I've been on a tutorial video production binge as of late - they say the first step is admitting you have a problem. Although, I am fairly certain this isn't a problem. It is remarkable how efficient YouTube is at sharing helpful videos or advice with a range of people at a myriad of different levels, classrooms, and sites.
After speaking with the principals, we have determined that the average of fifteen minutes invested in the recording, production, publication, and distribution of an online tutorial video is time well spent. Instead of meeting with dozens of individuals to provide one-on-one assistance, I am able to promote my videos as guides in a matter of minutes - once. They are always available. They are accessible from any device. And, here's the kicker, you can choose what, when, and where you want to watch them! In a way, it's flipping the professional development. The resources are provided for you to learn at your pace and on your time - an interesting concept...
If it's effective at the adult level, it will likely be effective at the child level. Our students have grown up with tablets in their hand and think nothing of jumping on YouTube to learn, be entertained, and to share. It's time to act a little more like our students. Let's all be consumers and producers of digital media!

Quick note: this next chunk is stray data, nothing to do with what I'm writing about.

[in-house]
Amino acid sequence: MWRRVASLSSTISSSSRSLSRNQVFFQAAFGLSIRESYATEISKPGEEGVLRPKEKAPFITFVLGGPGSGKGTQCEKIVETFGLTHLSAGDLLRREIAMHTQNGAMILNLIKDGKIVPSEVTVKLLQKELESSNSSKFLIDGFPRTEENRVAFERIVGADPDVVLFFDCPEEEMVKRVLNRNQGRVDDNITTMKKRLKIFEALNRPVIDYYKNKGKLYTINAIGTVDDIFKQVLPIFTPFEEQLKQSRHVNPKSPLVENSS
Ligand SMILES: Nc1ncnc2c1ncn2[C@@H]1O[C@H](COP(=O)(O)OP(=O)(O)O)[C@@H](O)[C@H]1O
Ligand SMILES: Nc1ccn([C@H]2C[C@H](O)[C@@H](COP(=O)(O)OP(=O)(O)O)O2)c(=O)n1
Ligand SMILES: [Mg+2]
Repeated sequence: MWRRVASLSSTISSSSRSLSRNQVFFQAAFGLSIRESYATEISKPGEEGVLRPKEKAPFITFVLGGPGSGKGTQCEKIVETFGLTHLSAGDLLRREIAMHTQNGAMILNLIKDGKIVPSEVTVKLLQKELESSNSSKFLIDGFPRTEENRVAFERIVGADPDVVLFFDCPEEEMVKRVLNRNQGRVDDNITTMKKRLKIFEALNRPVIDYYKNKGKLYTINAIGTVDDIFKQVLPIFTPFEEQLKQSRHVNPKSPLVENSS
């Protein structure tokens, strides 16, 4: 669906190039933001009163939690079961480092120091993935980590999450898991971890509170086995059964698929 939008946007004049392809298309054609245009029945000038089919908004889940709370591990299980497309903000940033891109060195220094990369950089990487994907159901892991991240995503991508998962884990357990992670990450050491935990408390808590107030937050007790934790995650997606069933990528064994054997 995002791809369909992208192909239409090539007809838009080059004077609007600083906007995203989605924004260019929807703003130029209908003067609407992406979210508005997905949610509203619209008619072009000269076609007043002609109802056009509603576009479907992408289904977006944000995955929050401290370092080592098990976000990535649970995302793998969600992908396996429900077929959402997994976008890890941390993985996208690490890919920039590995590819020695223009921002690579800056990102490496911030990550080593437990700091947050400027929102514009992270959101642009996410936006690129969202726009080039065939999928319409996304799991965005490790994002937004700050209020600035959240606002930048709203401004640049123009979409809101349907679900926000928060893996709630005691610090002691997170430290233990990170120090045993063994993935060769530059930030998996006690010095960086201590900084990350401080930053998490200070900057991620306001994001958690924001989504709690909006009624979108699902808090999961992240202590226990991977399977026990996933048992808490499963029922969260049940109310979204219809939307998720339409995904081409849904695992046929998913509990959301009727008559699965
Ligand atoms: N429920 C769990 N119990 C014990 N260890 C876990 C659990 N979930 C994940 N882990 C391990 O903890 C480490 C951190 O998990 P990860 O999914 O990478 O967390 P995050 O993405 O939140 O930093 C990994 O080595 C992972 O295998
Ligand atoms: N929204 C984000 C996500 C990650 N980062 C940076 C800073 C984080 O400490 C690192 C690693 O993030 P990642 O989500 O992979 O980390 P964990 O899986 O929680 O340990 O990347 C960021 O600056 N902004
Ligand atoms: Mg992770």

Do it well - do it right - and good things will result.
I just discovered that, for reasons unknown to me because I totally know better, I have been misspelling "kindergarten" as "kindergarden" on this website. I am so embarrassed! Rest assured, I do know how to spell and the little red squiggle line now appears under the misspelling of that and other words.
What can we learn here?
Mistakes happen, and I know we learn the most from them. Gues who will be paying extra-close attention to the word kindergartner for the rest of my life? This guy. (Also, I just did it again, fix it, and learned that it's kindergartner not kindergartener... I'm a quick study).
Proofing is something we ask of our students. Authors, writers, and the media have folks proofing, editing, and producing their work. I need to show the same level of respect, responsibility, and care in my own work. It's more than spelling correctly - it's taking pride in a well-produced media contribution.
I appreciate when people point out the blips and errors in my work. As long as you are professional about it, I will heed that advice, edit my work, and learn from that mistake. This isn't a "your fly's down" acknowledgement (those are tricky, right). It's not even a "there's something in your teeth." This is spelling, grammar, and professionalism. With me, find a way to tactfully show me my errors. I will be ever-so grateful. Isn't that what we'd do for our students?
Live and learn!
Andrew G. Leiser